One possible future example providing certainty is video feeds from schools, even the parking lots. Most schools have video cameras, but edge would allow police departments and security companies to apply artificial intelligence (AI) to those feeds in near real time. Drivers speeding through school zones, facial recognition of people on school property who aren’t supposed to be there, and students walking into buildings with an object signaling ill intent could be recognized almost instantly, giving the authorities precious extra minutes to respond before children are affected.
3. The Dignity of Assisted Living
The next generation of tech-enabled assisted living at home can benefit from artificial intelligence/ machine learning at the edge, providing more autonomy to older people who don’t want to move to a facility.
Today, in-home cameras connected to traditional broadband can let adult children check in on Mom or Dad. But the alerting of possible undesired “statuses,” like the front door being left open too long or no movement inside the home, are only the beginning. Knowing that the place and action of taking morning medication hasn’t happened, or detecting that someone the system doesn’t recognize has been allowed into the home are possible when edge computing and AI are combined with a home health-service monitoring to provide new levels of autonomy to elderly clients.
4. The Important Non-People In Our Lives
Moving further into the future, or further into the psychological, we get to relatedness. The cloud has already helped make people feel more connected and less connected, via traditional social media, to other people. If we think about relatedness as adding more “others” to people’s lives, we get to always-on personal assistants. These have been a staple in sci-fi for a long time, but with 5G, multi-access edge computing and IoT, we’re getting to a point where, if battery technology can manage it, we can live with instantly available edge-cloud-based assistants. Not just in our homes, or by invoking them on phones for discrete tasks, but also having them working for us and with us continuously as we move through the world.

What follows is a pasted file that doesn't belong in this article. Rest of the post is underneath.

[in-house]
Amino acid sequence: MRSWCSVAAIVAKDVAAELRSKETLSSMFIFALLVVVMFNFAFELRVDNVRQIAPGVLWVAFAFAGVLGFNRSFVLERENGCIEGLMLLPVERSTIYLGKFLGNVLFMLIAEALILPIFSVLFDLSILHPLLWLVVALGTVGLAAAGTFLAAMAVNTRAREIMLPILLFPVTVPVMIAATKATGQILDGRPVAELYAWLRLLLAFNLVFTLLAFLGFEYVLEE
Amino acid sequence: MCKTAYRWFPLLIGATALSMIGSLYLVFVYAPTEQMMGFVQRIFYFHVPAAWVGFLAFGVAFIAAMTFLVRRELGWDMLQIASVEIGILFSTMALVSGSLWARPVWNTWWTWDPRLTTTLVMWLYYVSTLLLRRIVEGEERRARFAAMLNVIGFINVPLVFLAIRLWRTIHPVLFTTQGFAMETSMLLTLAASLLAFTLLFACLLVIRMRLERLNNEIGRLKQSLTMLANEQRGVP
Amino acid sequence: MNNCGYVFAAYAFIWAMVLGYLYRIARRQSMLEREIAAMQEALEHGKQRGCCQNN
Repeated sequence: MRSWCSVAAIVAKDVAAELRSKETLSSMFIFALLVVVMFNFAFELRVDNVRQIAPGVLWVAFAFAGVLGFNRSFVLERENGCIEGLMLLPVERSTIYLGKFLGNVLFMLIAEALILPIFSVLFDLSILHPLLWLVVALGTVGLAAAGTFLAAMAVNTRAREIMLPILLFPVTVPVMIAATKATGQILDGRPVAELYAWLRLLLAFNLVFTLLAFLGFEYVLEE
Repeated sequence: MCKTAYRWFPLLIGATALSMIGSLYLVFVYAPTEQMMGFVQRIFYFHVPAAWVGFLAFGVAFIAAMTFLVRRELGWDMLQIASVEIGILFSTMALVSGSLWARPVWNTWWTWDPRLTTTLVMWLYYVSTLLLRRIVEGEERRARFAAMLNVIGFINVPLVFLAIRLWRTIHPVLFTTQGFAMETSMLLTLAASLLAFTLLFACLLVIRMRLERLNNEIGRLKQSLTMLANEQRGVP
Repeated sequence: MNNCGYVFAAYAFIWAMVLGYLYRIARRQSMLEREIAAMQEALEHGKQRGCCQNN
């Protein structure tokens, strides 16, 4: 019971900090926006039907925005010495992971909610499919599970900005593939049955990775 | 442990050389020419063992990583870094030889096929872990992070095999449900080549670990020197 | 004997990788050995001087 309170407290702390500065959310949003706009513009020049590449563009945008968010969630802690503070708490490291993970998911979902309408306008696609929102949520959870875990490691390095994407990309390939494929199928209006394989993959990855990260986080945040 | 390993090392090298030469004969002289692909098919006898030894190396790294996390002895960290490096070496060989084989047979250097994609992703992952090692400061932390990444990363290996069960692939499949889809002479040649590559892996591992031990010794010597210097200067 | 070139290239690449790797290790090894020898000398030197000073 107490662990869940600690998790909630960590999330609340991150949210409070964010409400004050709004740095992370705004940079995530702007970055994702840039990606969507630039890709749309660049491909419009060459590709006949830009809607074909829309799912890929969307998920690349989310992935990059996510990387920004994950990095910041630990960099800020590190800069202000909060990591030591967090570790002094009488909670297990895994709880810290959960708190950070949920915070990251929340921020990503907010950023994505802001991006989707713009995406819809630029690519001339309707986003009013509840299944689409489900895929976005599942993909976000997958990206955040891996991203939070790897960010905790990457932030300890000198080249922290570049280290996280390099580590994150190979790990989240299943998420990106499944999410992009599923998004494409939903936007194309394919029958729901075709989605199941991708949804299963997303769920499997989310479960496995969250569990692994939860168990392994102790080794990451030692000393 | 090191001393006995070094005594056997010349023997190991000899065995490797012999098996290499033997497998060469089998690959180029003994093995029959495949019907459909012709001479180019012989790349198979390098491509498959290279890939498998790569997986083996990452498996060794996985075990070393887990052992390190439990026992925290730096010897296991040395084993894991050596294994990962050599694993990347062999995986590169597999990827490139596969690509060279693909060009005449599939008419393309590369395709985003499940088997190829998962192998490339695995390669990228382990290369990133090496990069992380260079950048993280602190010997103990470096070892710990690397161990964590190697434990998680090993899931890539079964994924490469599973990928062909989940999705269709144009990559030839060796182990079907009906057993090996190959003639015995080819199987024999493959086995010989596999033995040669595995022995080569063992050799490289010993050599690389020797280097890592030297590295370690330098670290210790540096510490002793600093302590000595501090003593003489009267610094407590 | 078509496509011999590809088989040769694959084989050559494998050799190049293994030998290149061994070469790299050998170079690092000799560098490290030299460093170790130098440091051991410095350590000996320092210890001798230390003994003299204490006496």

A key component of edge is seamlessly distributing data and functionality. Most of us stay in a single metro area most of the time, but distribution of our assistant from micro data center to micro data center, wherever we go, means we’re always connected to our “other brain.”
5. Maybe It Finally Won’t Matter Where You Live
And finally, fairness of access is a real issue for people who live in remote areas. 5G and edge can help eliminate the slow speeds and reduced functionality that people in rural areas live with. Here, a combination of mobile, satellite and small edge-cloud data centers can make it possible to live outside a large metro area, but have equitable access. Governments have been spending on rural broadband access for a long time, sometimes with success. Distance plays a big part in the problem, though edge might finally help make the difference.
Just like 4G and smartphones made Uber and other companies possible, edge computing will make new business models possible too. One key will be to look beyond the next-step, linear tech route and gain an edge by folding in human factors when we look forward to what could be the next big thing.
InApps is a wholly owned subsidiary of Insight Partners, an investor in the following companies mentioned in this article: Real.
Featured image via Pexels.